Bill and the dogs, Toro and Molly, heading out for a morning walk in the snow. We're looking northwest, over the valley to the eastern slopes of the Sangres and the Pecos Wilderness. The clouds and the mountains are often tinged with pink and red in the morning, as the sun comes up over the ridge behind our house. These days (after a long history of sheep-raising here), the old Pendaries ranch in the valley is home to a herd of Black Angus cattle. The road to the main two-lane crosses the ranch, and we often drive through the herd. Carefully, since the cows are up close and personal.
Bill drove back to Texas earlier this week, with Toro. He reports unseasonably warm temps there (80 yesterday) and no rain for six weeks. Here, Molly and I are enjoying the cold weather and hoping for more snow. We take long walks along our mountain-side road, cook what we like, and work. Well, I work while Molly naps, which is her work. I'm writing all day (14,000 words into Cat's Claw), and reading, knitting, spindling, and watching DVDs in the evening--sheer bliss, such peace and quiet.
Reading for the book I'm working on, several police procedurals: Michael Connelly's Black Echo and City of Bones and two by T. Jefferson Parker: Cold Pursuit and Storm Runners. The book (which features Pecan Springs' police chief, Sheila Dawson) has more crime scene work in it than the cozier China Bayles' books, so I'm also reading Connie Fletcher's Crime Scene: Inside the World of the Real CSIs. And for background on the challenges of women in law enforcement administration: Breaking the Brass Ceiling: Women Police Chiefs and Their Paths to the Top, by Dorothy Moses Schulz. I thought it was hard to move into administration in the academic world, when I still worked there--but it's a lot more diffult, still, for women police. Hope I can capture some of those political issues in Sheila's story. So many of the novels I've read featuring women in law enforcement portray women cops as if they are just like male cops. Not so.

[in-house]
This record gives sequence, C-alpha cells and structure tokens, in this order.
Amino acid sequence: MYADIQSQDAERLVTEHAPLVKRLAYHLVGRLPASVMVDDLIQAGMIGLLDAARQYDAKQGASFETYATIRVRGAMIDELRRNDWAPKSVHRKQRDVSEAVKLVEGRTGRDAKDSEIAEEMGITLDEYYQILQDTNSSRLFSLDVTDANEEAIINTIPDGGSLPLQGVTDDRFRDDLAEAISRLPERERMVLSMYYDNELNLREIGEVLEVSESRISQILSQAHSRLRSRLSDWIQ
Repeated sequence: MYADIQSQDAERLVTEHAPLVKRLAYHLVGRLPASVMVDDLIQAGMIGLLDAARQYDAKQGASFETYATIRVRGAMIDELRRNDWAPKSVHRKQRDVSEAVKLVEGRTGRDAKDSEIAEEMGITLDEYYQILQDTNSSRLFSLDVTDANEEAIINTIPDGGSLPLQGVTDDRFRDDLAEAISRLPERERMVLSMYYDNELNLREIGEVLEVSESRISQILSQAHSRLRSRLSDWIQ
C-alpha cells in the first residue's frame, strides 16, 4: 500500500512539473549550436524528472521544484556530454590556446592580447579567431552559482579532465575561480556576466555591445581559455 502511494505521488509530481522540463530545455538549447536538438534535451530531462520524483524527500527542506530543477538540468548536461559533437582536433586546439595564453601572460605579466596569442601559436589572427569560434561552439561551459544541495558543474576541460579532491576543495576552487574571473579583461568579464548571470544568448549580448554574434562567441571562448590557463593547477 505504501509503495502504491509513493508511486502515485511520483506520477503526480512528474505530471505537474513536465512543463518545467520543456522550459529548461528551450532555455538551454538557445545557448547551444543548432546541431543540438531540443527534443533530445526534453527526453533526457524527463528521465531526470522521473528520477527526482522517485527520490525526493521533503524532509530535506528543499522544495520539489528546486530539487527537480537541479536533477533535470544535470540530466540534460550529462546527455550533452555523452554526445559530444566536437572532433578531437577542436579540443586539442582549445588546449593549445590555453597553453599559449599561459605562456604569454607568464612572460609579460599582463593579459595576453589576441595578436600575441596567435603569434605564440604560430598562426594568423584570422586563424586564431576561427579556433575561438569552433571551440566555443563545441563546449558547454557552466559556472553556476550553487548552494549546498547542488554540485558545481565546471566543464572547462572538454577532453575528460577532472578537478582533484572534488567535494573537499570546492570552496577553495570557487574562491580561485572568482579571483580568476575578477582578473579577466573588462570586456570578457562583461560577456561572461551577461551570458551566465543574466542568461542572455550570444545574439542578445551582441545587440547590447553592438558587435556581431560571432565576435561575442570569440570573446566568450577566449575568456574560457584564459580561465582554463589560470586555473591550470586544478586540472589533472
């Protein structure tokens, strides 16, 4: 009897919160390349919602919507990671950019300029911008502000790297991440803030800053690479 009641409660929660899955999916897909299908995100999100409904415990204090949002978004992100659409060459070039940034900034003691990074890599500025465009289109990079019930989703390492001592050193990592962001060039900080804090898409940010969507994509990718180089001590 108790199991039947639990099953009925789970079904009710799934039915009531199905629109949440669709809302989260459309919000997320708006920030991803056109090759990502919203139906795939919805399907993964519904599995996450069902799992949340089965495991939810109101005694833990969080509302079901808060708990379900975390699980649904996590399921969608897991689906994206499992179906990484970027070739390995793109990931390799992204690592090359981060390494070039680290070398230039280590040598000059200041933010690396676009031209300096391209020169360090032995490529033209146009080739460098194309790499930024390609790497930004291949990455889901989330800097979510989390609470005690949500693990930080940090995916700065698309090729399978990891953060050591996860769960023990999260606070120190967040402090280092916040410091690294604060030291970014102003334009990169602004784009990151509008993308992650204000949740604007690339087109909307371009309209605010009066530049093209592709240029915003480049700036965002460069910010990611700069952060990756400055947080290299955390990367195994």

Just finished (last week): Limits to Growth (Meadows, Rander, and Meadows, the 2004 edition), a difficult book to read because it draws a stark but realistic picture of current and future resource challenges. (And we do need realism these days!) Also, Living Within Limits, by Garrett Hardin--written in the late 80s and a little dated, but helpful because it shows what ecologists were thinking in the decades before climate change, habitat change, and species extinctions became household words. Well, sort of, anyway.
I've finished the holiday knitting, more or less (scarves, mittens, hats) and am spinning some merino I dyed last summer. No idea what this will turn into, but I love to spin--actually enjoy the spindle more than the little Babe wheel I have at home. Picture me with a sizeable stash of hand-spun and no clear idea of what to do with it. More scarves and hats, probably. For next Christmas.
Christmas for me will be quiet, a dinner with friends, carols on the radio (no TV here), and perhaps even snow. For you and all of us, it's my hope that wherever we are this holiday season, we will find peace, contentment, and beauty.
Reading note. Finding beauty in a broken world is creating beauty in the world we find.--Terry Tempest Williams